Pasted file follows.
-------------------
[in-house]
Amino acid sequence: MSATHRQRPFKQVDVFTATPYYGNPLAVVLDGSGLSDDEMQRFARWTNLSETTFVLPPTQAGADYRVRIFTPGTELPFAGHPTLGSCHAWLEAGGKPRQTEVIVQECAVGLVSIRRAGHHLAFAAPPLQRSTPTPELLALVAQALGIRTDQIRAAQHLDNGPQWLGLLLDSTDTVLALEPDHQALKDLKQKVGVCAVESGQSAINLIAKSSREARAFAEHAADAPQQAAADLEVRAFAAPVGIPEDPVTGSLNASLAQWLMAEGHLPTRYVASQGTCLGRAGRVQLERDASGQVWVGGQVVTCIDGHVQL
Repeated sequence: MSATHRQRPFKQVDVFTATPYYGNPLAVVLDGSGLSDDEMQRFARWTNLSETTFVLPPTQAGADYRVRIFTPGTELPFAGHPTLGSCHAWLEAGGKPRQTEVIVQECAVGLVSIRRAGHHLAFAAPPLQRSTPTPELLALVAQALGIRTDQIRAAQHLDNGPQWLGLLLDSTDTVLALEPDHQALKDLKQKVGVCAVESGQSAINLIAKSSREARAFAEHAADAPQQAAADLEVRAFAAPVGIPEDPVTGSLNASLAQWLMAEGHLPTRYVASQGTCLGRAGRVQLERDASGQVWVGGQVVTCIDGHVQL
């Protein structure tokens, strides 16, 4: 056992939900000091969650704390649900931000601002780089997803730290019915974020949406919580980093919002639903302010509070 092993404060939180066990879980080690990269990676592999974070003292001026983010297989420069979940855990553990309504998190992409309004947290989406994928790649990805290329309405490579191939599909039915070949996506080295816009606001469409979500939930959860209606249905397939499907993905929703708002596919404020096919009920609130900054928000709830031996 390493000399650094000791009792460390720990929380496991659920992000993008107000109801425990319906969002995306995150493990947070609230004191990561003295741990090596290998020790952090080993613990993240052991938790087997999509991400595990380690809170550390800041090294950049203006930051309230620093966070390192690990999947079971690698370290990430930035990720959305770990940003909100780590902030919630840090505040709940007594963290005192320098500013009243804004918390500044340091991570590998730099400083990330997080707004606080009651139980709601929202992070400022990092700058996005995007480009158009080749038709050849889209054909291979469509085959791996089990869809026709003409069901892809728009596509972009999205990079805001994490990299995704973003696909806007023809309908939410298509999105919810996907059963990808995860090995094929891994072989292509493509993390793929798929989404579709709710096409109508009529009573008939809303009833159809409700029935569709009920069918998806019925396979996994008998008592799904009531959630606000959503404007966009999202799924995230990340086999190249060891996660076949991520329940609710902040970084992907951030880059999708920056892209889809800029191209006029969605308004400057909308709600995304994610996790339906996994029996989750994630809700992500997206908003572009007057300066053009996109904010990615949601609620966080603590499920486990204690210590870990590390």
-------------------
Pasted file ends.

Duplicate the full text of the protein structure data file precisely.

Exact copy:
[in-house]
Amino acid sequence: MSATHRQRPFKQVDVFTATPYYGNPLAVVLDGSGLSDDEMQRFARWTNLSETTFVLPPTQAGADYRVRIFTPGTELPFAGHPTLGSCHAWLEAGGKPRQTEVIVQECAVGLVSIRRAGHHLAFAAPPLQRSTPTPELLALVAQALGIRTDQIRAAQHLDNGPQWLGLLLDSTDTVLALEPDHQALKDLKQKVGVCAVESGQSAINLIAKSSREARAFAEHAADAPQQAAADLEVRAFAAPVGIPEDPVTGSLNASLAQWLMAEGHLPTRYVASQGTCLGRAGRVQLERDASGQVWVGGQVVTCIDGHVQL
Repeated sequence: MSATHRQRPFKQVDVFTATPYYGNPLAVVLDGSGLSDDEMQRFARWTNLSETTFVLPPTQAGADYRVRIFTPGTELPFAGHPTLGSCHAWLEAGGKPRQTEVIVQECAVGLVSIRRAGHHLAFAAPPLQRSTPTPELLALVAQALGIRTDQIRAAQHLDNGPQWLGLLLDSTDTVLALEPDHQALKDLKQKVGVCAVESGQSAINLIAKSSREARAFAEHAADAPQQAAADLEVRAFAAPVGIPEDPVTGSLNASLAQWLMAEGHLPTRYVASQGTCLGRAGRVQLERDASGQVWVGGQVVTCIDGHVQL
């Protein structure tokens, strides 16, 4: 056992939900000091969650704390649900931000601002780089997803730290019915974020949406919580980093919002639903302010509070 092993404060939180066990879980080690990269990676592999974070003292001026983010297989420069979940855990553990309504998190992409309004947290989406994928790649990805290329309405490579191939599909039915070949996506080295816009606001469409979500939930959860209606249905397939499907993905929703708002596919404020096919009920609130900054928000709830031996 390493000399650094000791009792460390720990929380496991659920992000993008107000109801425990319906969002995306995150493990947070609230004191990561003295741990090596290998020790952090080993613990993240052991938790087997999509991400595990380690809170550390800041090294950049203006930051309230620093966070390192690990999947079971690698370290990430930035990720959305770990940003909100780590902030919630840090505040709940007594963290005192320098500013009243804004918390500044340091991570590998730099400083990330997080707004606080009651139980709601929202992070400022990092700058996005995007480009158009080749038709050849889209054909291979469509085959791996089990869809026709003409069901892809728009596509972009999205990079805001994490990299995704973003696909806007023809309908939410298509999105919810996907059963990808995860090995094929891994072989292509493509993390793929798929989404579709709710096409109508009529009573008939809303009833159809409700029935569709009920069918998806019925396979996994008998008592799904009531959630606000959503404007966009999202799924995230990340086999190249060891996660076949991520329940609710902040970084992907951030880059999708920056892209889809800029191209006029969605308004400057909308709600995304994610996790339906996994029996989750994630809700992500997206908003572009007057300066053009996109904010990615949601609620966080603590499920486990204690210590870990590390």